Al Hayat – Jan. 16
Article by: Daood al Shiryan
Salafism between Egypt and Saudi Arabia
Part of Egyptian press exaggerates the so-called Saudi intervention in the developments of the Egyptian revolution.
Some say Riyadh has rejected the trial of former president Hosni Mubarak and offered to pay all the money stolen by the regime in return for not trying him…oh great!
Some also say Riyadh seeks to control the political arena in Egypt by supporting the Salafists.
These opinions are being repeated by intellectuals and activists in the Egyptian revolution and have, accordingly, become part of the discourse in newspapers and satellite TVs.
Such superstitious speech depicts Egypt as a marginal and bribe-taking country, narrows its political and cultural role and makes light of its historical and civilization position.
Moreover, depicting the Salafist trend as “made in Saudi Arabia” reflects lack of knowledge of the history of Egypt. Salafism is in Egypt even before the unification of the Kingdom of Saudi Arabia and the influence of Egyptian Salafists in the Salafism movement in Saudi Arabia is old and well-known. For example, one of the most famous members of the Saudi Senior Scholars Authority for decades is the late Sheikh Abdel Razzaq Afifi…an Egyptian scholar who came to Saudi Arabia and taught a big number of Saudi sheikhs.
Also, the movement of Salafist books compilation and publication was purely Egyptian until very recently.
Undoubtedly, the Saudi influence in the Arab and Islamic worlds is unquestionable fact. The movement of Saudi Sheikh Mohamed ben Abdel Wahhab has been echoing across Islamic countries and was the torch that helped protect the faith again and corrected many misconceptions, which spread due to superstitions and heterodoxies in the behavior of some Muslims.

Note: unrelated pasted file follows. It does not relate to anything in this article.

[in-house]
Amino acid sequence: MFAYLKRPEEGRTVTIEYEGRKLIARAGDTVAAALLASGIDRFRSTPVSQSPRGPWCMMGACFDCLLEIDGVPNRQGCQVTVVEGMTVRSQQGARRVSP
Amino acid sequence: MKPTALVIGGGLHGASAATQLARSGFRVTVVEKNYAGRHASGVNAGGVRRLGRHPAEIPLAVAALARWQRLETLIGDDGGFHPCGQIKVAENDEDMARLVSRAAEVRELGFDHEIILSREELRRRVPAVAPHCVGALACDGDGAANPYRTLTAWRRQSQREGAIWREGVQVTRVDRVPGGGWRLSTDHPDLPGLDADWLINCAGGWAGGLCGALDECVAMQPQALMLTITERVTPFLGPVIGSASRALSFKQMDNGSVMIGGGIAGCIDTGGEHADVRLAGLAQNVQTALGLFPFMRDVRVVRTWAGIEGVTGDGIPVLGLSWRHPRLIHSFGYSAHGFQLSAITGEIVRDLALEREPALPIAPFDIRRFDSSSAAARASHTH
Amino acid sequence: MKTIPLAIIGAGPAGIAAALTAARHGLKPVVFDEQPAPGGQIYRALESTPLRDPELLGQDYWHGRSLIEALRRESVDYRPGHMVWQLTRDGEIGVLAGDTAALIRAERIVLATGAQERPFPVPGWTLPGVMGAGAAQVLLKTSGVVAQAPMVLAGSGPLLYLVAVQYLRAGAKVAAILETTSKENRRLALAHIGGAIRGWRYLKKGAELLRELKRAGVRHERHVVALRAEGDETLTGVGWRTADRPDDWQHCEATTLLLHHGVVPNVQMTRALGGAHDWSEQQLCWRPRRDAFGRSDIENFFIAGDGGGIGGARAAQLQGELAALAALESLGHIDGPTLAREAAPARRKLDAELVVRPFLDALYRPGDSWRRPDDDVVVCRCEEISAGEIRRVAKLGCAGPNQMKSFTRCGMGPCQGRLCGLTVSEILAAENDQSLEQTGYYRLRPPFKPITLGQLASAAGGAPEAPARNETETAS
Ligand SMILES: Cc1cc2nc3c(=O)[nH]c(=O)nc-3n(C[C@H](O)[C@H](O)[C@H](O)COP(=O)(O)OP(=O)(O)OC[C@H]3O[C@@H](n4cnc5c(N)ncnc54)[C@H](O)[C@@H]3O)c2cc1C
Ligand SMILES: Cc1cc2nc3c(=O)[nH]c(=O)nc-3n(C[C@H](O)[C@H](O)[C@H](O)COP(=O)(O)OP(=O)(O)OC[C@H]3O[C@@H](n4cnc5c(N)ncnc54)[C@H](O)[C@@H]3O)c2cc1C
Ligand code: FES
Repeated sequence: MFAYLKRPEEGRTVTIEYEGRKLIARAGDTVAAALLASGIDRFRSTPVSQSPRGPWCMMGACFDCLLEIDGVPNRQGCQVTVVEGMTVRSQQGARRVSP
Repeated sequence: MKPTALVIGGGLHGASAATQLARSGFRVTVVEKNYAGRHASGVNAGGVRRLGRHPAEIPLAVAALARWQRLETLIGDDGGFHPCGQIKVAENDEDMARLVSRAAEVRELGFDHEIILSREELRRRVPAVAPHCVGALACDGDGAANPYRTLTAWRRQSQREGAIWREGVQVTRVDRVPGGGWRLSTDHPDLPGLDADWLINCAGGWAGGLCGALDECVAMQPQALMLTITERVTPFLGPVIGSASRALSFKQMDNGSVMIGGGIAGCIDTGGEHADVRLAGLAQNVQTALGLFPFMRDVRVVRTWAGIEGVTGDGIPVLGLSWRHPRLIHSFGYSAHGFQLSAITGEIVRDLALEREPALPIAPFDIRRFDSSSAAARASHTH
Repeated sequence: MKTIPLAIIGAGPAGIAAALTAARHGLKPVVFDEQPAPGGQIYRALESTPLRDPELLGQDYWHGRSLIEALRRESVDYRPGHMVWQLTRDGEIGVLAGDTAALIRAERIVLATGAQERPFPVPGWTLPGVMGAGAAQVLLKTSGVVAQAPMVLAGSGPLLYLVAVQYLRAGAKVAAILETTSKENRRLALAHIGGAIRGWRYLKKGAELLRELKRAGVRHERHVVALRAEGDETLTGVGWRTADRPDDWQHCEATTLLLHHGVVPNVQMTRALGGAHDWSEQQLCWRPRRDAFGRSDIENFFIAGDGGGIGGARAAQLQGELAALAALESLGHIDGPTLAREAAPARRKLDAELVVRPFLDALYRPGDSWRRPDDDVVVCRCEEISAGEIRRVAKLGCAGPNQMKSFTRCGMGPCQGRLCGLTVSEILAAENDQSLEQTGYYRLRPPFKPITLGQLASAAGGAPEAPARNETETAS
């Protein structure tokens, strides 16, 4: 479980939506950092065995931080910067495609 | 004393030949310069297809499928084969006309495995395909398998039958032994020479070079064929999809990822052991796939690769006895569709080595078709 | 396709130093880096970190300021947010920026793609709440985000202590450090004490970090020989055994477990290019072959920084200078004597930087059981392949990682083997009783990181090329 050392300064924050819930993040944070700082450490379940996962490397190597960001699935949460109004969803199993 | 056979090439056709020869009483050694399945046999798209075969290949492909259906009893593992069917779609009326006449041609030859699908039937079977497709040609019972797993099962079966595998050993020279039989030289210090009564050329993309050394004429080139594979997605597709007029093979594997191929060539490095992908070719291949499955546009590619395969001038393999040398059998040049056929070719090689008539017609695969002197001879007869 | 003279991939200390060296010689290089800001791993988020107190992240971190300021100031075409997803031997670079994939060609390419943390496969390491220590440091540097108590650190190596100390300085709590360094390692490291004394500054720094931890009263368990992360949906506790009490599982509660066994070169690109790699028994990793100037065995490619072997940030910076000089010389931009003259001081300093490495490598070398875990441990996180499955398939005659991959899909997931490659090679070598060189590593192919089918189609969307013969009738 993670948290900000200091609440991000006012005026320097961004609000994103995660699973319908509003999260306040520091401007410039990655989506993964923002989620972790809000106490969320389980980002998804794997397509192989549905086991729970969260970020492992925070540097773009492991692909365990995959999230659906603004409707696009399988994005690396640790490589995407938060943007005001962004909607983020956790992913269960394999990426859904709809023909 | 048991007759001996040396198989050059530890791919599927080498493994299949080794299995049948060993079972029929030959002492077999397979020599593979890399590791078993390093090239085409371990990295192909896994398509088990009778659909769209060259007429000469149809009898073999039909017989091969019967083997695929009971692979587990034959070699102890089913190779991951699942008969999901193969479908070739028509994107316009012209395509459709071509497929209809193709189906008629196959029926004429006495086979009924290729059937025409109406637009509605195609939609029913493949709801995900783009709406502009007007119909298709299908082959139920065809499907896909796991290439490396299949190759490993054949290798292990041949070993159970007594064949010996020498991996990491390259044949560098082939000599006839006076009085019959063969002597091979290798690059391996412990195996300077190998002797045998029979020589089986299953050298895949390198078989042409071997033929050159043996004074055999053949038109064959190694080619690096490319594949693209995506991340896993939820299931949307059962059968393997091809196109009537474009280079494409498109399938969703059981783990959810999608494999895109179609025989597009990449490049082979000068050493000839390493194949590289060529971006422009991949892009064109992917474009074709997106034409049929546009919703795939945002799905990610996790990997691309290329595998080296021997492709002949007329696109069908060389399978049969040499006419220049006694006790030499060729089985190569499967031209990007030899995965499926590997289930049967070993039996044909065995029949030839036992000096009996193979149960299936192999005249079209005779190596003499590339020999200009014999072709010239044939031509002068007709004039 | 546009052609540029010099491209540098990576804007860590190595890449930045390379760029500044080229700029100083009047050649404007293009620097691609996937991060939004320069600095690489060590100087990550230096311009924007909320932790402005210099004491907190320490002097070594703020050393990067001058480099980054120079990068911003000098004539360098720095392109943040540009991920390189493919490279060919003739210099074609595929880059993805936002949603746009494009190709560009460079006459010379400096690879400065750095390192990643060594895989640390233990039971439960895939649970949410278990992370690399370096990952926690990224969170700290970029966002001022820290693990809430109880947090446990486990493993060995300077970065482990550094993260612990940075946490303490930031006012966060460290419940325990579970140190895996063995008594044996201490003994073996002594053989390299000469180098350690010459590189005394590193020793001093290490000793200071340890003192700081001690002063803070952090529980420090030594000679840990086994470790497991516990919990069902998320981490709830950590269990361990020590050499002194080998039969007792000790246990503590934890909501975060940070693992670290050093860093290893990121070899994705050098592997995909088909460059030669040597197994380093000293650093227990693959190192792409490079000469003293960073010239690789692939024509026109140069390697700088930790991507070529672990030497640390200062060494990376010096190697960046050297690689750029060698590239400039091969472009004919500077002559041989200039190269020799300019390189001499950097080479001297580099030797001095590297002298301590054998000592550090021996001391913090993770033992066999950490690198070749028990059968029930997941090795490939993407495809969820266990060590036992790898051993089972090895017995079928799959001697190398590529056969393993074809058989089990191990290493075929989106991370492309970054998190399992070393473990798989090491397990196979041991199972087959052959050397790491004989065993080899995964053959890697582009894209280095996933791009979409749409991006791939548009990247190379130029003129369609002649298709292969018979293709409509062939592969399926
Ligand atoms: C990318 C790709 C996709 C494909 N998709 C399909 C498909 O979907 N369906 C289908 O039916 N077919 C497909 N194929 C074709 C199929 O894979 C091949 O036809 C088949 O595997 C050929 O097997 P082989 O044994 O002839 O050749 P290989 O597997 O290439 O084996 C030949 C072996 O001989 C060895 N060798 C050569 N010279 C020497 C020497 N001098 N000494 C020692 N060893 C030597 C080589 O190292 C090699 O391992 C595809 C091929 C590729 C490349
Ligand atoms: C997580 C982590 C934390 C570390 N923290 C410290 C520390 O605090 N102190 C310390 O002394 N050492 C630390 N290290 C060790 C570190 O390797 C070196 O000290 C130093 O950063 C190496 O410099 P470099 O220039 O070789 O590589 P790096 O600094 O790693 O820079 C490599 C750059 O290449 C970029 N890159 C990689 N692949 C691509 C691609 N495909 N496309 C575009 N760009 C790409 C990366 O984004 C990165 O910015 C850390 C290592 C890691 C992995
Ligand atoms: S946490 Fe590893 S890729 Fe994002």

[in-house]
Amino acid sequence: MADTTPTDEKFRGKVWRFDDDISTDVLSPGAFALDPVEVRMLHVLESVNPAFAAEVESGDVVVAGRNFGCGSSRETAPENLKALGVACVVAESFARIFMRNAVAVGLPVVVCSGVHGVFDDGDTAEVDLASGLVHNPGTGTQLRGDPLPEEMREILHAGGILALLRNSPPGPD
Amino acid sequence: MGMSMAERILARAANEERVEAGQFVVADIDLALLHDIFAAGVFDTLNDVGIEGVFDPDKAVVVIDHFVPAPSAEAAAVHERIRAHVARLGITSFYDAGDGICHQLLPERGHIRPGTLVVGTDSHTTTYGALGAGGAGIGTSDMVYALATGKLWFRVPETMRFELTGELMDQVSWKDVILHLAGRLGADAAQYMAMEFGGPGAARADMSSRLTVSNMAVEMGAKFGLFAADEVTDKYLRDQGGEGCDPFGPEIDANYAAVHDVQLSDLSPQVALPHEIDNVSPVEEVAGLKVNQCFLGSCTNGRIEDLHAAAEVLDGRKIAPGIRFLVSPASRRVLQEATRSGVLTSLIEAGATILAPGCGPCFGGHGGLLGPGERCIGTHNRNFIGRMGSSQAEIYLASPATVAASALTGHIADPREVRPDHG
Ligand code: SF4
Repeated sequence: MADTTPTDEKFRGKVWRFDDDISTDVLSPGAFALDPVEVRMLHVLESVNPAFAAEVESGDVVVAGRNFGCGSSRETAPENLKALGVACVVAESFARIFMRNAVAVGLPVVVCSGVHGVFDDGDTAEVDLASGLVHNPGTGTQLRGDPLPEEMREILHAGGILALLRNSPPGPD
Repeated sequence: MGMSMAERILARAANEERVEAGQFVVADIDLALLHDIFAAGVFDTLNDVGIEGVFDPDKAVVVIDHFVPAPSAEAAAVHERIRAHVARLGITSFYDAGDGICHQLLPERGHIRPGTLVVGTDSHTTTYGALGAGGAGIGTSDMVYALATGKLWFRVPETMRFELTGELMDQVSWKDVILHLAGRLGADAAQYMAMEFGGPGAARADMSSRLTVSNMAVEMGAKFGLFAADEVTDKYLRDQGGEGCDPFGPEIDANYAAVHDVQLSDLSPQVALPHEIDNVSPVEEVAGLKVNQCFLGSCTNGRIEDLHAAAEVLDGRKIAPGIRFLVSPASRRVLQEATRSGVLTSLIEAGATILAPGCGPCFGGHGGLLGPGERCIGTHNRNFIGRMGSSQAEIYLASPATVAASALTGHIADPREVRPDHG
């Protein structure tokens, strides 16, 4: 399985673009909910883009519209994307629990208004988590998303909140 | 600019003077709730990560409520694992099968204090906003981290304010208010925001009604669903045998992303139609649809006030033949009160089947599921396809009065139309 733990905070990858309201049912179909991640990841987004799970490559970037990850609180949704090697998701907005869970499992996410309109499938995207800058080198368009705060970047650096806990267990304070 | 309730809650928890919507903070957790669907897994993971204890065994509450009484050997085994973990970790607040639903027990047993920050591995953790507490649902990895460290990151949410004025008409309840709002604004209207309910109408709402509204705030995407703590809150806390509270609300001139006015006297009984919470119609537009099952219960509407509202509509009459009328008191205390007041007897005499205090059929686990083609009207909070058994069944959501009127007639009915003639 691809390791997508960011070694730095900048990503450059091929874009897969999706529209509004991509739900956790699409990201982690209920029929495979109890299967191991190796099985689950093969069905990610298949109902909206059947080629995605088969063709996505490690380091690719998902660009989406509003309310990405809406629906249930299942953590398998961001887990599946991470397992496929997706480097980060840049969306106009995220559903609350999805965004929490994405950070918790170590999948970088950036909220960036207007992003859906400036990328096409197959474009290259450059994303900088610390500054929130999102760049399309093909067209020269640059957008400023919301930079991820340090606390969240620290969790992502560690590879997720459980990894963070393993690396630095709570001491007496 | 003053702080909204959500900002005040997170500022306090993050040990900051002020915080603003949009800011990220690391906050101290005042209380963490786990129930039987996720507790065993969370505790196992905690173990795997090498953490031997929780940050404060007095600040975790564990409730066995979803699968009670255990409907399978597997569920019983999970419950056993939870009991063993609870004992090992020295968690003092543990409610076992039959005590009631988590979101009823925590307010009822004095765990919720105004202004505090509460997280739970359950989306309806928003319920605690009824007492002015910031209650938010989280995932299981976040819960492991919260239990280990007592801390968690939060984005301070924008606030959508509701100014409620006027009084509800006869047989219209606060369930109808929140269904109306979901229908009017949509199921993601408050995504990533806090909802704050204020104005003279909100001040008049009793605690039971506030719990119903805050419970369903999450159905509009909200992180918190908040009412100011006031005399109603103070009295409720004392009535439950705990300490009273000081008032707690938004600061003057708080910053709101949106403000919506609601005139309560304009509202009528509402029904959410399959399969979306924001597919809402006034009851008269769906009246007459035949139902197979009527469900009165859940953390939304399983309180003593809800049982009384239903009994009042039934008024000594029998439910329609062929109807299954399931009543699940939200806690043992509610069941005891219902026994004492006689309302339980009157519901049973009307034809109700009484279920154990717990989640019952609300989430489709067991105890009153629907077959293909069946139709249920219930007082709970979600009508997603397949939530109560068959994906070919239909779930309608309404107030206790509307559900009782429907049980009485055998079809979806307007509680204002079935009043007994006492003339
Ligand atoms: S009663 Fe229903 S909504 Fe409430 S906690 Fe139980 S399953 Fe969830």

But that influence does not delete the role of other Salafism scholars who are from Egypt, the Levant, Pakistan, India and other countries.
When some Egyptian intellectuals say Saudi Arabia is controlling the orientations of the Salafist leaders in Egypt, this is an insult to Egypt and Egyptians.
It is true that an entire generation of university professors, doctors, engineers and teachers – who participated in the development process in Saudi Arabia in the 1970s – brought some of the Saudi traditions to Egypt when they returned. But that generation was not a flock of ordinary people and its admiration of the Saudi experiment in some practices does not give others the right to accuse it of bribery and treachery.
Certainly, the anti-Salafist campaign in Egypt not only aims to lead to rupture of relations between Egyptians and Saudis, but also seeks to create conflict between Egyptian Islamists.
For well-known political reasons, some of the Egyptian Islamist trends refrain from accusing Egyptian Salafists of being agents, but for this they pay dearly.